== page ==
S: It’s pretty simple. You go to the website, www.vinfluencewine.com, and then you go the Join the Club page and decide how often you want wine, monthly or quarterly, how much you want, three or six bottles, fill that out, click Submit and you’ll get an email from me. I also then send a physical welcome gift for my new members and then two weeks before the next monthly shipment will be processed, I will send an email that’s about the preview of who’s the winery we’re featuring, what are the three wines, some tasting notes, and that’s how to get people excited about what they’re going to get to taste the next month but also give people the option to opt out for if for some reason they don’twant those wines or they’ll be travelling. It’s a totally “no commitment” club so people can skip a shipment and cancel anytime unlike things that really lock you in. But you know, assuming you read the email or you’ve ignored and do nothing, you get the wine next month. So, you tell people that their card has ben processed and that shipping information, wine gets to them, then they open the box and there’s three wines and a detailed booklet that I put together that’s going to tell you why I picked the winery, the whole story of the winery and even the winemaker, details on each of the wines. So, the tasting notes, the winemaking notes, how long it was aged, how much oak etc, a breakdown of the wine profile, tanning, acidity, balance, alcohol, everything more than you you necessarily need . Some people I’m sure is thrilled in a way but people that are looking to use the club as a way to become more educated about wine and also discover their palette preferences that’s a helpful tool. I also usually have another kind of story or something educational about wine like why does oak aging matter and what does it do and at least two custom recipes that actually pair with the wines. So, it’s kind of packed with information, lots of pictures. What I’m trying to accomplish with that booklet is giving people the experience of feeling as if they almost went to the winery, a feeling like they know it and they can appreciate the story in every glass.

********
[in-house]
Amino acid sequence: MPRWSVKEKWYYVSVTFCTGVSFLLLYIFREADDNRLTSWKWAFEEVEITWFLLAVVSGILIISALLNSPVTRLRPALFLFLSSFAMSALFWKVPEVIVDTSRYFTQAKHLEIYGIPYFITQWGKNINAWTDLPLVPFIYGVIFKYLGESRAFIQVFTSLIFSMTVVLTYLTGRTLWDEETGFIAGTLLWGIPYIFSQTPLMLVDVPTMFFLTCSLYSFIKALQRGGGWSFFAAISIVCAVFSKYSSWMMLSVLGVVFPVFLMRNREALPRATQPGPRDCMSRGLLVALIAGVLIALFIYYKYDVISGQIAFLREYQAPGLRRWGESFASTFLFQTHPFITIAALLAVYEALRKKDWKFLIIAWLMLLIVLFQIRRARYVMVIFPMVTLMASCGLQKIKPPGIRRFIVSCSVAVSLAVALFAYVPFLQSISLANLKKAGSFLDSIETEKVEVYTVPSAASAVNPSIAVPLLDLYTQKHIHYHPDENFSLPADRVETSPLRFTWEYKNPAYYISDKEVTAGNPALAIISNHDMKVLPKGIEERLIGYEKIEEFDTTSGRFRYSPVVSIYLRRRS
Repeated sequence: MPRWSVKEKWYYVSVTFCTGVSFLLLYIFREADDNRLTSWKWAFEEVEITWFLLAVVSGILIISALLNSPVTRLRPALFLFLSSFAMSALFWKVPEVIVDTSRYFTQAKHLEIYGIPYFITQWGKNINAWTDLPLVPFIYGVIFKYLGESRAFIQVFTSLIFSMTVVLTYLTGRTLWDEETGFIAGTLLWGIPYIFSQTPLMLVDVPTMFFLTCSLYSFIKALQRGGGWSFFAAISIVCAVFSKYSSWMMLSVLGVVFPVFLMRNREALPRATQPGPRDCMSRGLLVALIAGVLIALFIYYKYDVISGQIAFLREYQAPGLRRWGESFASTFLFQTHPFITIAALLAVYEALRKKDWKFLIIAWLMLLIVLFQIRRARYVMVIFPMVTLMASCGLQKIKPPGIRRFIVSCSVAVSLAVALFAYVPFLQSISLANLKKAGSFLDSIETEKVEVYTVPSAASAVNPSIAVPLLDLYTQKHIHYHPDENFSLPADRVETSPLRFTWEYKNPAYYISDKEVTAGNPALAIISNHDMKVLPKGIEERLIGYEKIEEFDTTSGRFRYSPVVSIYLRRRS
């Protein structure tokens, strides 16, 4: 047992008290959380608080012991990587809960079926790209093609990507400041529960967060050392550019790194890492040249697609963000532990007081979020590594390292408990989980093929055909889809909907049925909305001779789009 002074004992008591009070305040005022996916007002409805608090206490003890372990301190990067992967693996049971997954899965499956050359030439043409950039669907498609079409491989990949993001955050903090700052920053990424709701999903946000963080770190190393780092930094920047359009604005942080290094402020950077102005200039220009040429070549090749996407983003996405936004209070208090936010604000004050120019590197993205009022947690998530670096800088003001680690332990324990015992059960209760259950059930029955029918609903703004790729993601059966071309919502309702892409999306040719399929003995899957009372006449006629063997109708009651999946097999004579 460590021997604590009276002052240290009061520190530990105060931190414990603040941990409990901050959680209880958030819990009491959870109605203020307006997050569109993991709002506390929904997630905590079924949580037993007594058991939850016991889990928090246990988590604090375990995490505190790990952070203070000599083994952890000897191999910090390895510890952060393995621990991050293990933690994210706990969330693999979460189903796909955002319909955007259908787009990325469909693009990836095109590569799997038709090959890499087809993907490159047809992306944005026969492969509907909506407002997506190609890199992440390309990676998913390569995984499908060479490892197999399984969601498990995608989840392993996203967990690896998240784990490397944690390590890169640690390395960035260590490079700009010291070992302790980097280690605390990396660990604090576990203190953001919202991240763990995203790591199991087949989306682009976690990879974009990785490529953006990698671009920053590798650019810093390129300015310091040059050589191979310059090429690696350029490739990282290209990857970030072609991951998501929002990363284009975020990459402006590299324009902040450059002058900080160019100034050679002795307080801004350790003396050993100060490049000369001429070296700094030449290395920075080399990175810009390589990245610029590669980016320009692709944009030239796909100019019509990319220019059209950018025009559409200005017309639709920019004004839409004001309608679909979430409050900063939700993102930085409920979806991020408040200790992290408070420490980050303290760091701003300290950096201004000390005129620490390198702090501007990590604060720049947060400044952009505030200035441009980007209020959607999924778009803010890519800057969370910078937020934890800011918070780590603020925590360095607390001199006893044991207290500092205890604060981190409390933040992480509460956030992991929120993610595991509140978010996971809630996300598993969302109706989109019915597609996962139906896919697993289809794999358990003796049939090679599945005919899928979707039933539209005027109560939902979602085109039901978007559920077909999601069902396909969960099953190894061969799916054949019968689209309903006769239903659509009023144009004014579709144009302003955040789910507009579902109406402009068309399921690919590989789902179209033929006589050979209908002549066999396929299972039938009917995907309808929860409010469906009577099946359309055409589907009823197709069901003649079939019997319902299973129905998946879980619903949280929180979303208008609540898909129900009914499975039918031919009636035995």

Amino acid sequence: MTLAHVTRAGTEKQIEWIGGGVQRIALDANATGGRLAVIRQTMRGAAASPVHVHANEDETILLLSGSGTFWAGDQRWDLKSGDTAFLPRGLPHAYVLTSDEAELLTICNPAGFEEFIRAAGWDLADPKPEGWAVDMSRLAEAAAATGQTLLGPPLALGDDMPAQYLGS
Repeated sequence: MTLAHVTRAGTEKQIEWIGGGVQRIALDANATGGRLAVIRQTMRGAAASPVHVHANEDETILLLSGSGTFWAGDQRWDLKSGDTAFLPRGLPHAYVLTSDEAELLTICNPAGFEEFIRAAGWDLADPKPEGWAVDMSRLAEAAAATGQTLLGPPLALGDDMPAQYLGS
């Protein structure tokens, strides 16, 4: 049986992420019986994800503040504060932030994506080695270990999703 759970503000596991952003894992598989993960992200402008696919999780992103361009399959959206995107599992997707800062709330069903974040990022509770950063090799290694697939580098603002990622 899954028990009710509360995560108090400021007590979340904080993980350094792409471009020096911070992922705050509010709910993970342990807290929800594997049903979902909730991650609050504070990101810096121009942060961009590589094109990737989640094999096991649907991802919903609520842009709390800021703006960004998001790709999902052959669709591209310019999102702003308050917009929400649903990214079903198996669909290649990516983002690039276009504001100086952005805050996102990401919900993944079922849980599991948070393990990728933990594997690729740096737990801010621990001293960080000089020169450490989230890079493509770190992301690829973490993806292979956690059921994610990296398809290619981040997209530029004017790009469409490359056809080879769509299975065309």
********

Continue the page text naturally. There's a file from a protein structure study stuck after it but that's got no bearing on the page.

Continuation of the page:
C: That’s really good. I’m really jealous that I don’t live in the US anymore. I can’t actually get this now.
S: I know. I have people in Canada and the UK and they ask me if I ship and I haven’t figured out how yet. I don’t think it’s legal but maybe one day. And then I’m working at adding some user experiences on the other end of the spectrum while adding to the website the ability for people to rate the wines they received and that’s safe so it’s easy for them to go back and reorder. Also in the works since we’re very young.
C: I like that. That’s very good. I’m really, really mad that I can’t sign up for this now. But everybody listening, if you live in the US, you can.
S: And there is another couple of club member perks that are available for people who want to use them. So when I do have events like wine tasting dinners, members get early access and discounts on it and then I also have agreement and partnerships with those wineries that I haveand will feature in the club. So if you go out to Napa or Sonoma, you can taste it all those wineries for free. So you’re tasting as if you are a member of that specific winery. So, it’s kind of like a passport to wine country in that sense and anyone who want to use that a club member, I’m happy to help you plan your trip as well.